Best practices for less polluting emails

Here are the best practices in order to pollute as less as possible with our emails.

The pollution generated by internet is less known due to its dematerialized nature. Terms like “Cloud” can be misleading because we have a tendency to think that stocking data does not require any physical facility.

However, all the data collected online is stored in data centers and they pollute a lot. Emails in particular represent a non-negligible part of said pollution but remain one of the aspects which are easier to control.

And here is how we can do so:

Compress attached files 

An email containing a 20 MB attached file generates 20g of CO2. By compressing the size of the file you wish to send, you can limit the energy consumption for sending and storing emails.

If you wish to send heavier files, don’t forget to use tools like WeTransfer, which only stores the file for a couple of days.

Avoid unnecessary emails 

This point may seem absurd but reducing the number of emails is relevant since we know that sending and receiving an email requires the activation of a data center and that more than 10 billion mails are sent each hour.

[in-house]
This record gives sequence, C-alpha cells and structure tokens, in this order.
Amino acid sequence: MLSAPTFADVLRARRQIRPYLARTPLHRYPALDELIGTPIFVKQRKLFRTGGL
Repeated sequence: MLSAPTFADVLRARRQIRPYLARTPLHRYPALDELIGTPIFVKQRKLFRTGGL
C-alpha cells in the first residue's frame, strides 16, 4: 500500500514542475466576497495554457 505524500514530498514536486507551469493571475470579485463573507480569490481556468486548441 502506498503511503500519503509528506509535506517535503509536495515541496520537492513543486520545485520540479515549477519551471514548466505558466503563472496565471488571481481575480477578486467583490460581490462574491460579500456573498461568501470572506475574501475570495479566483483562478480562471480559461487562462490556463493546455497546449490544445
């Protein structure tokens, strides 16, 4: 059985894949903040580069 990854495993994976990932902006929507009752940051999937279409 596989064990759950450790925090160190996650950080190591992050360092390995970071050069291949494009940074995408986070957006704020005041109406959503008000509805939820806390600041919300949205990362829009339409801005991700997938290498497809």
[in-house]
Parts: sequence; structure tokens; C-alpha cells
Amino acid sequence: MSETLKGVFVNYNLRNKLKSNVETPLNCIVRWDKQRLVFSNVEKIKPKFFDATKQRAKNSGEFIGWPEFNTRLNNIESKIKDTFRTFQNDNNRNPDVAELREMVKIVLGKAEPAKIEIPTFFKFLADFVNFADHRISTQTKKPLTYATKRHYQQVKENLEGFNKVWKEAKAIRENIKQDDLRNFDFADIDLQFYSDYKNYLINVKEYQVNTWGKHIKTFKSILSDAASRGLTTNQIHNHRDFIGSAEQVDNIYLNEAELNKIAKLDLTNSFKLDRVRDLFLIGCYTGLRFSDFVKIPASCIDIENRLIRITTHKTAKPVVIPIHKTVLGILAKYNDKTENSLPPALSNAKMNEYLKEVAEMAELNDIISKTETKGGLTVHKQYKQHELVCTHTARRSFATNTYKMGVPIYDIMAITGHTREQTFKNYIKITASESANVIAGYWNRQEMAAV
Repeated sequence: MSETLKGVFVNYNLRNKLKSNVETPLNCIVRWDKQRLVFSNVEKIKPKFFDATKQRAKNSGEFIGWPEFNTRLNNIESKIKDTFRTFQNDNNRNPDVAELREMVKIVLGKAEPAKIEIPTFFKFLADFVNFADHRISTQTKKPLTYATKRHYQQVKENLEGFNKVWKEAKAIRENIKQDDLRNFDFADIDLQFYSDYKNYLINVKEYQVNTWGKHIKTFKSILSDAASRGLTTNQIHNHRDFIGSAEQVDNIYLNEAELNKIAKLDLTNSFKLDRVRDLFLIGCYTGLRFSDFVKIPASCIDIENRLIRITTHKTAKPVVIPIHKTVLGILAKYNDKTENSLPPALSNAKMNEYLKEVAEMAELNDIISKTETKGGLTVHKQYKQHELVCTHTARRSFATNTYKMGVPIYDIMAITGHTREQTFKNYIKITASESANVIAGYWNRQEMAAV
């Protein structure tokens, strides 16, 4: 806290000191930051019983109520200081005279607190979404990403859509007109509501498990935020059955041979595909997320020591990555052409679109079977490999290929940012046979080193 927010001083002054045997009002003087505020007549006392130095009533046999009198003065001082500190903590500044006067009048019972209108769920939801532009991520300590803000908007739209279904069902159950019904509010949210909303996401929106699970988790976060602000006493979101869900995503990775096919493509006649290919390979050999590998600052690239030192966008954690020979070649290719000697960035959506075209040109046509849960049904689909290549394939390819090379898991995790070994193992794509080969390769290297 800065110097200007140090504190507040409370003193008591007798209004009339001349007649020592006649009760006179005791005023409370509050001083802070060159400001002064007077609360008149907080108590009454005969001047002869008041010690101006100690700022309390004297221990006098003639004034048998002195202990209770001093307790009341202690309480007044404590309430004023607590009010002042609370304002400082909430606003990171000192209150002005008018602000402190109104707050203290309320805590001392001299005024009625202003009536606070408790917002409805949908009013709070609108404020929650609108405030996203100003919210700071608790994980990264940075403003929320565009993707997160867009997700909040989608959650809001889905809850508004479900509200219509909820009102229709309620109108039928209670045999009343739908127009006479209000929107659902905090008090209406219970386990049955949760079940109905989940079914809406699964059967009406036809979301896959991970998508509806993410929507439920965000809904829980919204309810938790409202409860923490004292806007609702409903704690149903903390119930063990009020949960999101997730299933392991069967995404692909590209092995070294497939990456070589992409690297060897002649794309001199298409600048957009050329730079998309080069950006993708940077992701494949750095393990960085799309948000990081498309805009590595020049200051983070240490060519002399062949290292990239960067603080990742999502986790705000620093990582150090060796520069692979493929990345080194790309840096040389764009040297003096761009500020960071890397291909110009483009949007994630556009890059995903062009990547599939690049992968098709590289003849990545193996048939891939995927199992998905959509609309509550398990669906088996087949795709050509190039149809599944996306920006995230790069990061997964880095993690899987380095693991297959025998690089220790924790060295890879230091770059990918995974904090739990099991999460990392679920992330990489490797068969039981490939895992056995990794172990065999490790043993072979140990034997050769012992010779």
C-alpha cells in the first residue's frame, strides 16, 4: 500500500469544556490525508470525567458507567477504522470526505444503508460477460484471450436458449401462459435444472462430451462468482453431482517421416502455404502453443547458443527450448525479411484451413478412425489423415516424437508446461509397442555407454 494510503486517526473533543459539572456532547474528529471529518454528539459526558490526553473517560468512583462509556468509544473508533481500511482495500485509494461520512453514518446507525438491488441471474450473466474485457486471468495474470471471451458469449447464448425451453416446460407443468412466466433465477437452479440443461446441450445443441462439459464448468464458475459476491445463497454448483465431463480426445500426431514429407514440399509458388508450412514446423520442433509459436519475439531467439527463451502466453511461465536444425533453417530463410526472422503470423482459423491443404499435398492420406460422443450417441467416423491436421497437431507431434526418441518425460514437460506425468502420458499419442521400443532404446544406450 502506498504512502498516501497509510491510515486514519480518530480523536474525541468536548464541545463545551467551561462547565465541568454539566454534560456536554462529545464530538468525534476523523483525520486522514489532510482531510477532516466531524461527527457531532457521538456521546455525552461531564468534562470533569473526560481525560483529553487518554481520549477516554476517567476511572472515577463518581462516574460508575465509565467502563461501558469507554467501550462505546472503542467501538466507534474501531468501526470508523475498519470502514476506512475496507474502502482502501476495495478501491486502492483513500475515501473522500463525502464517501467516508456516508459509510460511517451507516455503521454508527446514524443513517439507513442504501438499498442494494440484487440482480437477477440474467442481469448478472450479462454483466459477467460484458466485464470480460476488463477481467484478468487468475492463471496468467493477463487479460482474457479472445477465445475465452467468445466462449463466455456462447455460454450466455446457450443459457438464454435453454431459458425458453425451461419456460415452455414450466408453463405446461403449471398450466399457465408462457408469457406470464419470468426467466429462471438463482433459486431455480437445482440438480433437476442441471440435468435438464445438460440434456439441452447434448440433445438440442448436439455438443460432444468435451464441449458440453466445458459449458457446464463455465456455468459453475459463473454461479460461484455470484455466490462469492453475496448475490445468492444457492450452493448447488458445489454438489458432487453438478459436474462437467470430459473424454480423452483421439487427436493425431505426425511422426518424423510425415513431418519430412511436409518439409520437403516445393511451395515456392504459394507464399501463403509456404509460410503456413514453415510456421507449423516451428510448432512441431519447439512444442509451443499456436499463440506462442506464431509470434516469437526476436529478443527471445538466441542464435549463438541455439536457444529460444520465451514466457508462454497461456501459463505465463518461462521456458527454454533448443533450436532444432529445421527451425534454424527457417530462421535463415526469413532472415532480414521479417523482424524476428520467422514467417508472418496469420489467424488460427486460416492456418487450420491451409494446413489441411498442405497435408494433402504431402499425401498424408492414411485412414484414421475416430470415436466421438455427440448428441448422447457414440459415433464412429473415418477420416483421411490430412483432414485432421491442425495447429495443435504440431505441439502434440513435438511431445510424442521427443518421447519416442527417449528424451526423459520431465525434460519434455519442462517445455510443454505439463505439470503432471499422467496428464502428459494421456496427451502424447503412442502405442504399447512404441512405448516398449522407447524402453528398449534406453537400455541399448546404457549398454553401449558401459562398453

Try to say everything that needs to be said in a single email and avoid unnecessary one like “Are you here?” or “Thank You”.


Delete the history of sent emails

 In order to reduce the size of emails, try to separate them from the chain of previously sent messages. These chain messages are not very useful since they make the message heavier and your receiver already knows the content of the discussion.

Limit the number of receivers

The more an email has receivers, the more it pollutes: they are stored in the data center of the sender and the data center of every receiver (in multiple copies for safety reasons). Limit the number of receivers and only send the email to the concerned individuals.

Unsubscribe from Newsletters

By unsubscribing from newsletters, you not only avoid your inboxes unnecessary clutter but also avoid generating CO2 when sending and for the storage of an email you might never read.

Sort out your mails on a regular basis

Regularly sort out your email inbox in order to keep control: Delete unnecessary or unopened emails. Storing emails pollutes more than sending: Take the time to delete unimportant emails that you will never read.

By deleting 500 emails, you can save a tree: Isn’t that a beautiful incentive?

In order to help you accomplish these new tasks, try out cleanfox, the smart website that allows you to unsubscribe and delete your newsletters in a few clicks.

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